Mines and Mining Development Minister Walter Chidhakwa has taken advantage of the ongoing bi-annual Dubai Diamond Conference to invite international diamond buyers to tender for Zimbabwean diamonds which will “soon” go under the hammer. The conference brings together international leaders of the diamond industry among them African Ministers of Mines, traders, financiers and world-renowned jewellers to Dubai which plays a central role for the trade due to its location between producing countries and cutting centres.
Zimbabwe has, since March, stockpiled over 1,4 million carats of the precious stones a period that has allowed state mining entity, the Zimbabwe Consolidated Diamond Company (ZCDC) to take stock of its marketing processes and benchmark against the more successful story of Botswana. The sale, to be conducted after Botswana Government Diamond Valuators’ (GDVs) comprehensive valuation of the stones set to begin in a week’s time, is set to earn the country in excess of $200 million. In his address at the Dubai Diamond Conference yesterday morning, Minister Chidhakwa invited buyers to the tender as well as update them on the state of the local diamond sector.
“The country is preparing to conduct an international tender soon and let me take this opportunity to invite all the buyers here present to the tender. Even as we continue to sell internationally, we also continue to nurture a growing cutting, polishing and jewelry making sector in our country. We seek partners who exhibit a whole value chain capability to become our strategic partners as we revolutionise our Diamond sector. We again thank DMCC (Dubai Multi Commodities Centre – which organises the conference) for allowing such networking opportunities,” said Minister Chidhakwa.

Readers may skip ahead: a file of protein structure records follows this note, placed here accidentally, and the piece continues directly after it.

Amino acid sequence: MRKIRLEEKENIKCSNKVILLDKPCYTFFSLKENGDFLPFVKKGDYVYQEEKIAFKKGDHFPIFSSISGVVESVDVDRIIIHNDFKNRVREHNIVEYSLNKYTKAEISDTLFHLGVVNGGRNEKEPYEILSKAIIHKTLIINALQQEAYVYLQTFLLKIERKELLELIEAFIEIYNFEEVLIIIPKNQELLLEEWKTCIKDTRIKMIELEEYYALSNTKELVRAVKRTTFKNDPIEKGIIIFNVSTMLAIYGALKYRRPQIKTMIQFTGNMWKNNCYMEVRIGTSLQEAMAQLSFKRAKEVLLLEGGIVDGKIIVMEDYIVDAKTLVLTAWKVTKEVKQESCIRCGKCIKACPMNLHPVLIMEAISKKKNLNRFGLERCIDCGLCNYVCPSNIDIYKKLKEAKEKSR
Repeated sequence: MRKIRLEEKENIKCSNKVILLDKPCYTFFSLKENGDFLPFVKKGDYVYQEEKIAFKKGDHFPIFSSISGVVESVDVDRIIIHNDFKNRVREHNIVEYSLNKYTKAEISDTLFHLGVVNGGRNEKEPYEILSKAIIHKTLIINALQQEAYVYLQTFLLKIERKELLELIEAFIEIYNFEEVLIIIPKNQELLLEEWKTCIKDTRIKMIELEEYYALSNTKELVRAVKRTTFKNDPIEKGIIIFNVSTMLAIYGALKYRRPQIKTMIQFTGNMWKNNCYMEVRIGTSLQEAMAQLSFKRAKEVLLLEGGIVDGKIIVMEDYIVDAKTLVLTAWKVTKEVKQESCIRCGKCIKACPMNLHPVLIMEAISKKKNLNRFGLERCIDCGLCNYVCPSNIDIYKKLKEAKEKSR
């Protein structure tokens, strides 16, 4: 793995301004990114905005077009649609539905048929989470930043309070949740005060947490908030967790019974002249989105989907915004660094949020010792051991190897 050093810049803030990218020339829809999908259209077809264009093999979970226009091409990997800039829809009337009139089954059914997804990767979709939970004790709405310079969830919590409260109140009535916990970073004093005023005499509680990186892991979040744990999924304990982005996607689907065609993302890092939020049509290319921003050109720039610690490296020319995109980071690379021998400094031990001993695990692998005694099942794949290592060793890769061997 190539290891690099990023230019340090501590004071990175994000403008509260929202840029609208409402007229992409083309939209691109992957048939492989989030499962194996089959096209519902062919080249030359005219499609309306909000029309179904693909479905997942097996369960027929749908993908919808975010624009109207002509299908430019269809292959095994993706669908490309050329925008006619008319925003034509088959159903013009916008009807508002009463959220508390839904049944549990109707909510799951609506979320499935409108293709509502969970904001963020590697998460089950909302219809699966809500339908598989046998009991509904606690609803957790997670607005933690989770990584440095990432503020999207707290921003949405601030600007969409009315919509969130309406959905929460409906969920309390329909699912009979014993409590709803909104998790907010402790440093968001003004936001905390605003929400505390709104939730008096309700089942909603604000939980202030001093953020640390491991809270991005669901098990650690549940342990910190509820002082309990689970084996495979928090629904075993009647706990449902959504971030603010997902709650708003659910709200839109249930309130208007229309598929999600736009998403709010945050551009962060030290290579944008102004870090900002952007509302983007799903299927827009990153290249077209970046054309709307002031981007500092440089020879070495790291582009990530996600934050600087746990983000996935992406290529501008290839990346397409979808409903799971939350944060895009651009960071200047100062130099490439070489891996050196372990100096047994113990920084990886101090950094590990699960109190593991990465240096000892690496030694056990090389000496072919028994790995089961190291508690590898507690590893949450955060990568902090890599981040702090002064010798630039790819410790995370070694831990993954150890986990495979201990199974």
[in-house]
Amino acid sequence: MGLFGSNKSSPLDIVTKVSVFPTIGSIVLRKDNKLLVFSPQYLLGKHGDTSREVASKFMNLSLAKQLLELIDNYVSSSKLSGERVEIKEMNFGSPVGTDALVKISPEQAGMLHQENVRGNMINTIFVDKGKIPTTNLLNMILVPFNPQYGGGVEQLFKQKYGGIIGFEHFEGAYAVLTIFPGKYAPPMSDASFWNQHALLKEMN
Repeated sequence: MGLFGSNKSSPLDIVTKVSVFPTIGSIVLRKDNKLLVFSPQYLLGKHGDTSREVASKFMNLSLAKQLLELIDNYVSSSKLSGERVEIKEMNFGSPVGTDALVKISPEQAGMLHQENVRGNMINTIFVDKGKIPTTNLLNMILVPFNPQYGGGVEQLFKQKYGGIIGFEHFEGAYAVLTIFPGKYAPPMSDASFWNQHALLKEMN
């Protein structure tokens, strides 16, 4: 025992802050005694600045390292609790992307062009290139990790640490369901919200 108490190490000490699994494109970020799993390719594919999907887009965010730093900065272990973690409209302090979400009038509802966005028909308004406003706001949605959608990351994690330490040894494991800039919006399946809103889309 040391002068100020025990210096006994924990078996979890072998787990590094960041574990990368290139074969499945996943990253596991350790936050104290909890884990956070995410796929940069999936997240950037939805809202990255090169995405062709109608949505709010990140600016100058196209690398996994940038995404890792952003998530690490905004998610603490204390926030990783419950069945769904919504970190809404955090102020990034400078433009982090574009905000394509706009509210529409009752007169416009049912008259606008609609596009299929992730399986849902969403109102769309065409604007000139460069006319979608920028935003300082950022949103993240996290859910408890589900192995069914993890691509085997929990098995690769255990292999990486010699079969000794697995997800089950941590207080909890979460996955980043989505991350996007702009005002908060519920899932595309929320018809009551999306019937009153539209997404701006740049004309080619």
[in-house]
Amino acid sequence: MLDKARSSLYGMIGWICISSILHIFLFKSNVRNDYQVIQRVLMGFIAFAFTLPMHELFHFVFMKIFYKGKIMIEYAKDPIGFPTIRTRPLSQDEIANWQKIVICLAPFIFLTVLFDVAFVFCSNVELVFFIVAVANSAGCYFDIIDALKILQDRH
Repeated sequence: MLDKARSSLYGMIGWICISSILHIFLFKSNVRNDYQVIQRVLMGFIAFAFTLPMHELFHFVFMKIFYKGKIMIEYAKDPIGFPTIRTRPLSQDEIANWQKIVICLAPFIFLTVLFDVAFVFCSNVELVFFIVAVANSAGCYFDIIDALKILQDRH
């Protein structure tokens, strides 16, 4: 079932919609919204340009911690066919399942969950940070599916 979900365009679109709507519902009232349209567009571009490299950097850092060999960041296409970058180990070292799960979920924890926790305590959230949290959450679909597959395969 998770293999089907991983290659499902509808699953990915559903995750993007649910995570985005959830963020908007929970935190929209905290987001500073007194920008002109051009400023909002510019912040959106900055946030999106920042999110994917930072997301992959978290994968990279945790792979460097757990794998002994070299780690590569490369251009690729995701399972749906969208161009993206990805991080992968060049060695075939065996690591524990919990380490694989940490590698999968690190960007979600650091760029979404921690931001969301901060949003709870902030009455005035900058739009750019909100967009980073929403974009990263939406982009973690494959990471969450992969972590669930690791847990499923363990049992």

Meanwhile, Minister Chidhakwa also bemoaned the continued failure by Africa to capitalise on potential revenue from the diamond sector despite producing approximately 65 percent of the world’s total diamond output. As expounded by President Mugabe during the official opening the Fifth Session of the Eighth Parliament on September 12, the minister said Africa must stop the trend of exporting diamonds in their raw state but move to beneficiation.
“Diamonds are one of the world’s significant natural resource. An estimated $13 billion worth of rough diamonds are produced each year, of which approximately $8,5 billion are from Africa (approximately 65 percent). According to a report by the World Diamond Council on diamond facts, global diamond jewelry sales continue to grow, increasing three-fold in the past 25 years, and are currently worth an estimated $72 billion every year. Despite the huge mineral endowment, Africa has not derived optimal benefit. This may be attributed to the fact that the continent’s mining sector has been limited to extraction and exportation of minerals in their raw or semi-processed form, among other challenges,” said Minister Chidhakwa.